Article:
Part 2: A High-Resolution Modelling Study of the Effect of Climate Change on the Intensity of Extreme Rainfall Events

      Deborah Abbs, Kathleen McInnes and Tony Rafter CSIRO Division of Marine and Atmospheric Research Private Bag 1, Aspendale, VIC 3195
      February 2007

      Prepared for the Gold Coast City Council
      ~ ~ ~ ~ ~ ~ ~

      "EXECUTIVE SUMMARY
      In Australia, flooding causes the most damage of all natural disasters and each year extreme rainfall events cause significant damage in the highly urbanised regions along Australia’s eastern coastline. The coastal regions of northern New South Wales and south eastern Queensland are the most flood-prone regions of the country. The Gold Coast and Broadwater region of south-east Queensland contains large areas of developed flood plain spanning several catchments, including the Nerang, Coomera, Pimpama and Albert/Logan, that are at risk of flooding during extreme rainfall events. These regions are also subject to high population growth.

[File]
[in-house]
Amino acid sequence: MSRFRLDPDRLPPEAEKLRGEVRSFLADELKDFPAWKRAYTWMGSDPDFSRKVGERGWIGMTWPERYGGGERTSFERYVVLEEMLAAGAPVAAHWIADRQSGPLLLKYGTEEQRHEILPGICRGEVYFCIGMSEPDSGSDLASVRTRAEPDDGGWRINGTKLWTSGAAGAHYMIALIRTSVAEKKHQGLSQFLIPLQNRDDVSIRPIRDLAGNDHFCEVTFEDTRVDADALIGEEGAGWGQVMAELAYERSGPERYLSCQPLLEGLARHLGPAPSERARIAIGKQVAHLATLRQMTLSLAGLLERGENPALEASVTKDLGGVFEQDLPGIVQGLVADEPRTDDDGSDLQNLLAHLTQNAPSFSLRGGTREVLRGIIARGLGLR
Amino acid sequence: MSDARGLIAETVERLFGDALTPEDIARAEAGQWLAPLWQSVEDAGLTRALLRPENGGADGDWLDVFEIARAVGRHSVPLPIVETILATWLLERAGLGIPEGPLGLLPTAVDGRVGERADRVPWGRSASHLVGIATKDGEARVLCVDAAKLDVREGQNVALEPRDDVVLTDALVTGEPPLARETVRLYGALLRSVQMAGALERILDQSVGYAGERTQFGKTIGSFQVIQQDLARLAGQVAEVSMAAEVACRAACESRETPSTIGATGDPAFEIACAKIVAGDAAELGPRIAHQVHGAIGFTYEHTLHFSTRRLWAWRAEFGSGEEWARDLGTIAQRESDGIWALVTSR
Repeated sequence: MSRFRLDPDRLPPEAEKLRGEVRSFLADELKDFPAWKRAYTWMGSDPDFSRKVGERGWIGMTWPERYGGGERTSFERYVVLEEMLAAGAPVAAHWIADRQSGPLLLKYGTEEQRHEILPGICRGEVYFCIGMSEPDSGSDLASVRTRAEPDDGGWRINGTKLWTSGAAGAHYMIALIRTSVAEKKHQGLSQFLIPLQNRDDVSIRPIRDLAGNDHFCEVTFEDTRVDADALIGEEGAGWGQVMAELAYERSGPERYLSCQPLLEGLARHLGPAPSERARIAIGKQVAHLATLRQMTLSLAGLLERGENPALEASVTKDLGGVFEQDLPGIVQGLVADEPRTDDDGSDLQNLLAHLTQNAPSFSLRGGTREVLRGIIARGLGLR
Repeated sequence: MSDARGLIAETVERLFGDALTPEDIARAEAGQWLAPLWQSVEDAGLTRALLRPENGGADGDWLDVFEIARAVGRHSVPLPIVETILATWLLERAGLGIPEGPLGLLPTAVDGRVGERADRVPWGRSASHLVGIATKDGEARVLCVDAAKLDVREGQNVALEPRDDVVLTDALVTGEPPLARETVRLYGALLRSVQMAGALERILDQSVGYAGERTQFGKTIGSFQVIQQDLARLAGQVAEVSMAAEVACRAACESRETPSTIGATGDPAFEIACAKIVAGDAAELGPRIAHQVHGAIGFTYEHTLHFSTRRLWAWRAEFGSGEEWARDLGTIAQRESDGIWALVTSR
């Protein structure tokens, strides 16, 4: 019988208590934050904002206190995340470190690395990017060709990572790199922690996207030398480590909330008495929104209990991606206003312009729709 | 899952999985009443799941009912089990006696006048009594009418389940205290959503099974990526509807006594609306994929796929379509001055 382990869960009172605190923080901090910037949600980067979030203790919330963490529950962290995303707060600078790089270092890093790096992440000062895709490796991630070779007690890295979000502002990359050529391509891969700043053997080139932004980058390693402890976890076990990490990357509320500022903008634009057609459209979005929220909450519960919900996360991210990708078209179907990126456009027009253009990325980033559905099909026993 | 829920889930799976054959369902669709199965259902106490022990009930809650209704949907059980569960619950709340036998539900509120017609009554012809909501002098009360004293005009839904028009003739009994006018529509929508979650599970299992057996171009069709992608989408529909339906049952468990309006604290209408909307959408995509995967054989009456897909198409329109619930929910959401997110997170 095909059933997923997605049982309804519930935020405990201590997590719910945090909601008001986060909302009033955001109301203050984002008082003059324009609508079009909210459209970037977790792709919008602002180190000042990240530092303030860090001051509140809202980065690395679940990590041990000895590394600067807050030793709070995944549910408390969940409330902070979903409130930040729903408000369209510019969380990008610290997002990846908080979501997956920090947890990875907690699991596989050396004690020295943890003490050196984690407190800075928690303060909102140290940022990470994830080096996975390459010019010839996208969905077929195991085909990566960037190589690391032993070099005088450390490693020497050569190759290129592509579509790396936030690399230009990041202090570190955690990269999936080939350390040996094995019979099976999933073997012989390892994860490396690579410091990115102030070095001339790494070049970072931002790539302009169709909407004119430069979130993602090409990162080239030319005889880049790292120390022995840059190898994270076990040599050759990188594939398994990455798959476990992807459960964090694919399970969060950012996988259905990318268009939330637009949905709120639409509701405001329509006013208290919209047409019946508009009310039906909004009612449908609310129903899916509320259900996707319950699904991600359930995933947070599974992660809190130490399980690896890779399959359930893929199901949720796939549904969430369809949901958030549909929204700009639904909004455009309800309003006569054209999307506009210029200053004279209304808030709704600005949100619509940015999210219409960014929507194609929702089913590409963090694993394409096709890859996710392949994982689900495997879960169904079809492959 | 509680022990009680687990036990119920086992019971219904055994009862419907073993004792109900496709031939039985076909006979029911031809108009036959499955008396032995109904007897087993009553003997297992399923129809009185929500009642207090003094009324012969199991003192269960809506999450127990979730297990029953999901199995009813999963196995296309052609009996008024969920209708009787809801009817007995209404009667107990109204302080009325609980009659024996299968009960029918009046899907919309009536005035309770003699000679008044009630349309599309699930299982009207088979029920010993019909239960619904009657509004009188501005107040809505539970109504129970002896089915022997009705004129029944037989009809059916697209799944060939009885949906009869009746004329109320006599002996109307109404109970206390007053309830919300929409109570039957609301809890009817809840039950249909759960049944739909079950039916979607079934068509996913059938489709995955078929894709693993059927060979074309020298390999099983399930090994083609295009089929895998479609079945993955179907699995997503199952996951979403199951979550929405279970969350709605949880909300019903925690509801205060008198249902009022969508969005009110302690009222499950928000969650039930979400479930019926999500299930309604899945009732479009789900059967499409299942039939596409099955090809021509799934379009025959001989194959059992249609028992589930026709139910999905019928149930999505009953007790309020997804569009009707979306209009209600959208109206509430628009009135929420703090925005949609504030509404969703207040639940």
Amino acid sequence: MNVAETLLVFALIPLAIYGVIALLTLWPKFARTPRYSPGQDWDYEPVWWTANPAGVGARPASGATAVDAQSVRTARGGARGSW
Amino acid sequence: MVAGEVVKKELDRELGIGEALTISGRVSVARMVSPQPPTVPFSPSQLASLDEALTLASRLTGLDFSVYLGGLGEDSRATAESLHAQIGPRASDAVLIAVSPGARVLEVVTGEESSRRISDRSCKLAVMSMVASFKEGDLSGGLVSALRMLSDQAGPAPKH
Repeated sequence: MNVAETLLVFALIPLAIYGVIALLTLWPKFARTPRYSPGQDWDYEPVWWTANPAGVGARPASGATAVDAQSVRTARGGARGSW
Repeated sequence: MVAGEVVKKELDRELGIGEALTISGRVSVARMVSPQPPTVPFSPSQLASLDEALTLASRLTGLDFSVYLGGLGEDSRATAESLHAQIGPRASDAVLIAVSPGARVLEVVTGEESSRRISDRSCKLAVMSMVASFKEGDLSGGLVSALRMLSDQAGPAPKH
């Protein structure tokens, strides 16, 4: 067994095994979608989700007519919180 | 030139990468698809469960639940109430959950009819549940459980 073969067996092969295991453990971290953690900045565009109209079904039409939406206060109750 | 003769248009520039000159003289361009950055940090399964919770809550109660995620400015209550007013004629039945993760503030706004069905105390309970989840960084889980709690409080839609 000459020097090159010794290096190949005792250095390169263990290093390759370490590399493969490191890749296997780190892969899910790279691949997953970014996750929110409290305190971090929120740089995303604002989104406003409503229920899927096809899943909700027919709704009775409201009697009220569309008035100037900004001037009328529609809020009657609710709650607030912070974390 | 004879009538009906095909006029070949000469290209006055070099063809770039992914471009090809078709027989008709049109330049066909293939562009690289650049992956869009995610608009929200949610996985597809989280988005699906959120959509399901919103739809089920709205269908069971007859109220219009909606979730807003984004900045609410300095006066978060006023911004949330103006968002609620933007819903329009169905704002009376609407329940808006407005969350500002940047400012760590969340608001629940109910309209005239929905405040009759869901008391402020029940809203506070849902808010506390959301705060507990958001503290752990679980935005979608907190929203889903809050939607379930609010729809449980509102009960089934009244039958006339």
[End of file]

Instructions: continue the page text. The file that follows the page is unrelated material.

Recently, the Intergovernmental Panel on Climate Change (IPCC) released its “Summary for Policy Makers” (IPCC, 2007) based on the Working Group 1 Fourth Assessment Report. That summary states, “It is very likely that hot extremes, heat waves, and heavy precipitation events will continue to become more frequent.” Consequently, . . . "

      Delete
  4. cool post, good info.
    thanks for the info Sou,

    Unfortunately, I'm out of circulation for a while ;- )

    ReplyDelete
    Replies
    1. Hope you're back soon CC. Stay in touch :)

      Delete

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AGU Fall Meeting 2014



Click here for instructions on how to view the 2014 AGU Fall Meeting sessions, how to navigate the program, plus more. (This notice will remain as a sticky until after AGU14 finishes.)